LOVE IN THE ARENA
My first adventure with Big Love started with a trip to the emergency room, because someone accidentally scratched my cornea during callbacks. Maybe the director just took pity on me after the accident and wanted to make a peace offering, but I was cast in the role of Nikos. And now, fourteen years later, I have the privilege of revisiting this wonderfully wild and fiercely relevant work. I thought I had a good sense of the production and the story I wanted to tell, but that was before I started looking more closely through the magnifying glass of the #MeToo Movement.
The story I wanted to tell evolved. One line kept reverberating in my mind, one spoken passionately by Thyona: “there can be no love because there can be no love that is not freely offered and it cannot be free unless every person has equal standing.” What would happen to the power dynamic if women actually had equal standing? And if women do not have equal standing, can we ever have justice?
I jumped at Chuck Mee’s invitation to “pillage the plays as I have pillaged the structures and contents of the plays of Euripides and Brecht and stuff out of ‘Soap Opera Digest’ and the evening news and the internet.” I updated references to bring us to 2018, added text from other works by Chuck, and changed almost all the music he suggested—which had been exclusively male—and found music composed, written or performed by women. This production is an equal collaboration amongst the actors, designers, and stage management team, and I couldn’t have fulfilled my vision without their incredible work.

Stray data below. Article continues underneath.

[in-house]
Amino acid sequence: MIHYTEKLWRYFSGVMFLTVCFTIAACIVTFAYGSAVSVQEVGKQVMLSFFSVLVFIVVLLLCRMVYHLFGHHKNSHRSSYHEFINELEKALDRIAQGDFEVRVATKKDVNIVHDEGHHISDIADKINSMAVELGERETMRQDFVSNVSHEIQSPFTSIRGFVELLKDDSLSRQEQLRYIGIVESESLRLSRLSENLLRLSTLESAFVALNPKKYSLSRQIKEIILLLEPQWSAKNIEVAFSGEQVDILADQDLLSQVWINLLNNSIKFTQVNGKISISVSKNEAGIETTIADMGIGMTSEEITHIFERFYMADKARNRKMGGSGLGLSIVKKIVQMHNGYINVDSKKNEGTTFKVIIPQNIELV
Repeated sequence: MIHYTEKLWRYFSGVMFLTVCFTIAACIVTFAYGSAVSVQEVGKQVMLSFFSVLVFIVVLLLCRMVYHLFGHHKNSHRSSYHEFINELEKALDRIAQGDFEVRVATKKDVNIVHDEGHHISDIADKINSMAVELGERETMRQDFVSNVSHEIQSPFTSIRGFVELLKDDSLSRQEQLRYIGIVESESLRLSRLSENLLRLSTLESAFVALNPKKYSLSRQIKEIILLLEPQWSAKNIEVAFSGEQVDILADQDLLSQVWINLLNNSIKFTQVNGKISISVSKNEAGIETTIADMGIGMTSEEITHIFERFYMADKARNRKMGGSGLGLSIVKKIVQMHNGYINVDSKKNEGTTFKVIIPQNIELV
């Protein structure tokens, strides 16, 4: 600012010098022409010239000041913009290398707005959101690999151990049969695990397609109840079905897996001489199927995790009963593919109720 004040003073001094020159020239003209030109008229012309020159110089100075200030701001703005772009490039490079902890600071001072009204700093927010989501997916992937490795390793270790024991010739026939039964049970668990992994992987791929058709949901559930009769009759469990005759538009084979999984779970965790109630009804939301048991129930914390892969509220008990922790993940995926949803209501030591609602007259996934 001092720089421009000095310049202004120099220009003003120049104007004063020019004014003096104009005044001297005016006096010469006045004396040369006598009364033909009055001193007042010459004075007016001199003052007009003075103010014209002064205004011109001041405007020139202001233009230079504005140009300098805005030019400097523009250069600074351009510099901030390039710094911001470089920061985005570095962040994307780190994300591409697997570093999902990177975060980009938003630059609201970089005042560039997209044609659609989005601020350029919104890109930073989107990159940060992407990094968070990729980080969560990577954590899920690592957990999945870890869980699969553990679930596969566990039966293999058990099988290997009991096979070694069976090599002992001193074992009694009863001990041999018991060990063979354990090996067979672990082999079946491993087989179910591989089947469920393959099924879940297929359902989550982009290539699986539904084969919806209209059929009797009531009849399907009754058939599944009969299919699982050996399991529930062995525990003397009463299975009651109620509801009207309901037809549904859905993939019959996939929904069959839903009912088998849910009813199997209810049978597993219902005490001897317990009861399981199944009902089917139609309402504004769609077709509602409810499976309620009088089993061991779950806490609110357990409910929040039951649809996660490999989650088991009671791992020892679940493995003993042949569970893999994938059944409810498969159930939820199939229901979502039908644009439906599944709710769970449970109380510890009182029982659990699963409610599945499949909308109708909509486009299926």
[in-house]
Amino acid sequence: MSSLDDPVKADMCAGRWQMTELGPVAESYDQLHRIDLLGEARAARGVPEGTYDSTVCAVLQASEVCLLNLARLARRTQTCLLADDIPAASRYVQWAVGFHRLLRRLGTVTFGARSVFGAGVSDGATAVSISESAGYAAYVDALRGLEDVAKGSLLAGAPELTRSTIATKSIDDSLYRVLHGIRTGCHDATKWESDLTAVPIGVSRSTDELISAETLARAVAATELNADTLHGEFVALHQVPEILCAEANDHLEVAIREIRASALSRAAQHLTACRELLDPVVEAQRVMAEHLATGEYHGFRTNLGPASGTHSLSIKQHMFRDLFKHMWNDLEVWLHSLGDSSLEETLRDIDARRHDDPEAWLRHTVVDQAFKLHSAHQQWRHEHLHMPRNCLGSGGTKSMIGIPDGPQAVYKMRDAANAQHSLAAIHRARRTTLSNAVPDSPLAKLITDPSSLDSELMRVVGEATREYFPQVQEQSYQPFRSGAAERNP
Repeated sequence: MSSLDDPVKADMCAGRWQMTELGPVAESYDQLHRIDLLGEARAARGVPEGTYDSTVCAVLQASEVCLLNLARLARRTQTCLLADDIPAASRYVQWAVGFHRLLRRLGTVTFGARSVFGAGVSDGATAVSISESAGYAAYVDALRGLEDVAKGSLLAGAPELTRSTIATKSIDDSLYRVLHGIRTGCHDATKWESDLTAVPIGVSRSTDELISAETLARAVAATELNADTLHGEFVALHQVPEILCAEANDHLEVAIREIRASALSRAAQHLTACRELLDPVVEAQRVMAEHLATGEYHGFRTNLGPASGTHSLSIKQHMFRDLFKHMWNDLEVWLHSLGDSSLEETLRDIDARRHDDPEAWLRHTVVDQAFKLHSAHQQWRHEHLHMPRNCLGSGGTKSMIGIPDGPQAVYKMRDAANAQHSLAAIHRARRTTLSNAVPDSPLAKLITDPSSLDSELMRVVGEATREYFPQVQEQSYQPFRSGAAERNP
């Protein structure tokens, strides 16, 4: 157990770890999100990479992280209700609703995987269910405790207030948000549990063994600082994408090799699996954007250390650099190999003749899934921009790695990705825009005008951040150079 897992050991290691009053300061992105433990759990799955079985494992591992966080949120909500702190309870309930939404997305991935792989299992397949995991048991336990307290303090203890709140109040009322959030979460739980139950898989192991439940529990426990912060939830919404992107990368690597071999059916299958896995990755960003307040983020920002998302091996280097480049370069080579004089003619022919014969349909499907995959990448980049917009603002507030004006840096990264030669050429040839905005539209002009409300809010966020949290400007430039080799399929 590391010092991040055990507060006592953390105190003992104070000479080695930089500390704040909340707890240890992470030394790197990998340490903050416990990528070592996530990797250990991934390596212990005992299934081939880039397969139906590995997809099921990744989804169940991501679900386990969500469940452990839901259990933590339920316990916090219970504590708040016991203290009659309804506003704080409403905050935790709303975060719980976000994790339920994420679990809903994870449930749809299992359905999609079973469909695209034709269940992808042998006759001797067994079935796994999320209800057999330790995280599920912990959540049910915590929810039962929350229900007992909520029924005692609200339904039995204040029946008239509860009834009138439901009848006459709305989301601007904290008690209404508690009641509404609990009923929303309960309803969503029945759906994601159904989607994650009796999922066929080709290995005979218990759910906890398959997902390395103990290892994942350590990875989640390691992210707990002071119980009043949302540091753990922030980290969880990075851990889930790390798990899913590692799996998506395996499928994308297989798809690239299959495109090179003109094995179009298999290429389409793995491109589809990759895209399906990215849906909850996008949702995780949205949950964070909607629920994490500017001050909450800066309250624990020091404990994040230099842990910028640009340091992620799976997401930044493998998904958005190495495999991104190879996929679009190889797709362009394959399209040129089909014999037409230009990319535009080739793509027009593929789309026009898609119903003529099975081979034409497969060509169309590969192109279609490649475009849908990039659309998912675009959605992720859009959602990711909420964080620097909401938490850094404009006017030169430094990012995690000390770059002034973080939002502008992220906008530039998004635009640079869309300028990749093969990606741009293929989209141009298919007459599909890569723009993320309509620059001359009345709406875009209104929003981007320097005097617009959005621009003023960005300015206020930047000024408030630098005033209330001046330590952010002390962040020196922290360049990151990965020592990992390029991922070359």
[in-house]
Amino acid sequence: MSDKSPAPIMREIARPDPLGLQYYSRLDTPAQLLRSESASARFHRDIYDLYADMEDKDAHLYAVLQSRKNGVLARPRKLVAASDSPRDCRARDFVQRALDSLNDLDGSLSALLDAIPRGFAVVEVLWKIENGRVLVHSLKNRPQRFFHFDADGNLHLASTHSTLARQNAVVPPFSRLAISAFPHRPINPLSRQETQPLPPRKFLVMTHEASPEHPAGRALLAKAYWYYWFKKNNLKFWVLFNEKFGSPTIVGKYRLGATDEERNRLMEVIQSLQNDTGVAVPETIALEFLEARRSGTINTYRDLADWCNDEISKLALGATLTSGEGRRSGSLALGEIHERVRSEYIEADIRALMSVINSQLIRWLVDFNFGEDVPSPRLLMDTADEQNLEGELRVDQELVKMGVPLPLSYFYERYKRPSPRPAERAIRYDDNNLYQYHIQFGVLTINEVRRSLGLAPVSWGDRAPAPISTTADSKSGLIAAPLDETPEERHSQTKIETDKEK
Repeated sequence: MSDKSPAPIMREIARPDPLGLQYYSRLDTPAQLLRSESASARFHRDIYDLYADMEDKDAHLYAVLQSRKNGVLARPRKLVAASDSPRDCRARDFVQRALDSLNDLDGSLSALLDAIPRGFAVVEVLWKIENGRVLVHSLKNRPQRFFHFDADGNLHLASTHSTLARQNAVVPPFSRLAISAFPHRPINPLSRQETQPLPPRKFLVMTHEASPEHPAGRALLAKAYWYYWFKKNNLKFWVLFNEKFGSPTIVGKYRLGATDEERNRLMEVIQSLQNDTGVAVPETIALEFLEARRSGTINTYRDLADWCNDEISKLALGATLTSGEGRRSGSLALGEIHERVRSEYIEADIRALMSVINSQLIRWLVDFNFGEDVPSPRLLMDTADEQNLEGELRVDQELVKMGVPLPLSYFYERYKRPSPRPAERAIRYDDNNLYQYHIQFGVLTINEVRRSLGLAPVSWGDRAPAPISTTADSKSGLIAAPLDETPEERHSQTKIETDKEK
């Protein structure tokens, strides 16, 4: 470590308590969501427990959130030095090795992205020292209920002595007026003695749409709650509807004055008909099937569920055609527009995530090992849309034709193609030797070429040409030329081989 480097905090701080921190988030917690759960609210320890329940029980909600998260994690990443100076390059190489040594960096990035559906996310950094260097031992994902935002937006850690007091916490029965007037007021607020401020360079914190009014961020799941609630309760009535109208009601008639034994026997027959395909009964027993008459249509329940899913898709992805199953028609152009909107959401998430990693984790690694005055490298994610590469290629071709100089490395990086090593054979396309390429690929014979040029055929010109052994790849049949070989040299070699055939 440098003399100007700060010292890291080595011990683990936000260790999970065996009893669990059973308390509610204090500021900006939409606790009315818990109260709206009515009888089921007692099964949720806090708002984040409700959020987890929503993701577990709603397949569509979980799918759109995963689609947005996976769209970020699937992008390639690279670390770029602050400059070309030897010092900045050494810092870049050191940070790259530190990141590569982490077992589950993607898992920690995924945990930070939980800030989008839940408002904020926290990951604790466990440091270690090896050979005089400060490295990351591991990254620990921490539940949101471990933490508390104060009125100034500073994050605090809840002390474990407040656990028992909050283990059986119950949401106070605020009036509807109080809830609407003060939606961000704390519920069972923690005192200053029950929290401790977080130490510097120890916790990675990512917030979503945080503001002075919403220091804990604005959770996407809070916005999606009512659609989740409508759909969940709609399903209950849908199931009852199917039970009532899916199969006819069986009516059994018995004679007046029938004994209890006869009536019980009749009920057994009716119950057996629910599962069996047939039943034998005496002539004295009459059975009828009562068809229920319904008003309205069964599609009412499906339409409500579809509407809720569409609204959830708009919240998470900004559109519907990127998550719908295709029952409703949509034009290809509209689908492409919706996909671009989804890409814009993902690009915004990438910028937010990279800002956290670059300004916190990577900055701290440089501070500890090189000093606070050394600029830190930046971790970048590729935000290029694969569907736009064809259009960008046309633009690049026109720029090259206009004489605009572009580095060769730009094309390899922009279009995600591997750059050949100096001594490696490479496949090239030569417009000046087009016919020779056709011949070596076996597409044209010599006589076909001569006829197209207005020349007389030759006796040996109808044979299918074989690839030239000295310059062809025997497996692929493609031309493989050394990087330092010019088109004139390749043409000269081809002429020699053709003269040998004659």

So, welcome to our boxing ring. Chuck Mee says: “I like plays that are not too neat, too finished, too presentable. My plays are broken, jagged, filled with sharp edges, filled with things that make sudden turns, careen into each other, smash up, veer off in sickening turns, that feels good to me. It feels like my life. It feels like the world.” We hope you feel the same!
—Robert Scott Smith, Director
We will have a post-performance discussion immediately following the 7:30 p.m. performance on November 16, to talk about the impact the #MeToo movement has had on Big Love.
Big Love | November 9-18 | Babcock Theatre
Tickets available at tickets.utah.edu